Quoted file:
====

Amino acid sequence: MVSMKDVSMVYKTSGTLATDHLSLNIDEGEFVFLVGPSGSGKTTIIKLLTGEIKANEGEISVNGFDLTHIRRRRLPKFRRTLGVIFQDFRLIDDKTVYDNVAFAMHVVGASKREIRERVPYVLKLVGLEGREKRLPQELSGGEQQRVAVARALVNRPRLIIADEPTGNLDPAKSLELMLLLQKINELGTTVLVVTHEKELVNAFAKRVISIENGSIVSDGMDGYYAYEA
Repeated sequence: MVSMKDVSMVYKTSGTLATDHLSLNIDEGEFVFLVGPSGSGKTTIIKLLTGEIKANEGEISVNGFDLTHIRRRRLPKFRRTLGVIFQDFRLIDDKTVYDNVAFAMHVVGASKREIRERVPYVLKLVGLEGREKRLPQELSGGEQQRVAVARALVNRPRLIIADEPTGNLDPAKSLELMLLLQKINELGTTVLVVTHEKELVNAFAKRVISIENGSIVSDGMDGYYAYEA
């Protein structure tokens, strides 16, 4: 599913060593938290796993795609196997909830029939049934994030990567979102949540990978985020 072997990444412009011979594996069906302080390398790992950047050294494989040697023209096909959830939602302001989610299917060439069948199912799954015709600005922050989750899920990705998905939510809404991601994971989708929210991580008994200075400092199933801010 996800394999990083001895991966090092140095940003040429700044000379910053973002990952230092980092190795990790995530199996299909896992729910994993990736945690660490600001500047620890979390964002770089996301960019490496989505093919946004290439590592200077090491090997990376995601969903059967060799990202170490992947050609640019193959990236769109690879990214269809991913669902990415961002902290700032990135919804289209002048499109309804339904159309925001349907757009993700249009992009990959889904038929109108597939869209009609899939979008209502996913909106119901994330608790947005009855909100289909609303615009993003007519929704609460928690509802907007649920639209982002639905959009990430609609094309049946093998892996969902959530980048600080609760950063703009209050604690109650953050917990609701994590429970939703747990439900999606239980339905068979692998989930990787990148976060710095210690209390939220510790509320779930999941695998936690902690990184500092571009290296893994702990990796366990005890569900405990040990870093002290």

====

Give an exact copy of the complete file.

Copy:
Amino acid sequence: MVSMKDVSMVYKTSGTLATDHLSLNIDEGEFVFLVGPSGSGKTTIIKLLTGEIKANEGEISVNGFDLTHIRRRRLPKFRRTLGVIFQDFRLIDDKTVYDNVAFAMHVVGASKREIRERVPYVLKLVGLEGREKRLPQELSGGEQQRVAVARALVNRPRLIIADEPTGNLDPAKSLELMLLLQKINELGTTVLVVTHEKELVNAFAKRVISIENGSIVSDGMDGYYAYEA
Repeated sequence: MVSMKDVSMVYKTSGTLATDHLSLNIDEGEFVFLVGPSGSGKTTIIKLLTGEIKANEGEISVNGFDLTHIRRRRLPKFRRTLGVIFQDFRLIDDKTVYDNVAFAMHVVGASKREIRERVPYVLKLVGLEGREKRLPQELSGGEQQRVAVARALVNRPRLIIADEPTGNLDPAKSLELMLLLQKINELGTTVLVVTHEKELVNAFAKRVISIENGSIVSDGMDGYYAYEA
């Protein structure tokens, strides 16, 4: 599913060593938290796993795609196997909830029939049934994030990567979102949540990978985020 072997990444412009011979594996069906302080390398790992950047050294494989040697023209096909959830939602302001989610299917060439069948199912799954015709600005922050989750899920990705998905939510809404991601994971989708929210991580008994200075400092199933801010 996800394999990083001895991966090092140095940003040429700044000379910053973002990952230092980092190795990790995530199996299909896992729910994993990736945690660490600001500047620890979390964002770089996301960019490496989505093919946004290439590592200077090491090997990376995601969903059967060799990202170490992947050609640019193959990236769109690879990214269809991913669902990415961002902290700032990135919804289209002048499109309804339904159309925001349907757009993700249009992009990959889904038929109108597939869209009609899939979008209502996913909106119901994330608790947005009855909100289909609303615009993003007519929704609460928690509802907007649920639209982002639905959009990430609609094309049946093998892996969902959530980048600080609760950063703009209050604690109650953050917990609701994590429970939703747990439900999606239980339905068979692998989930990787990148976060710095210690209390939220510790509320779930999941695998936690902690990184500092571009290296893994702990990796366990005890569900405990040990870093002290």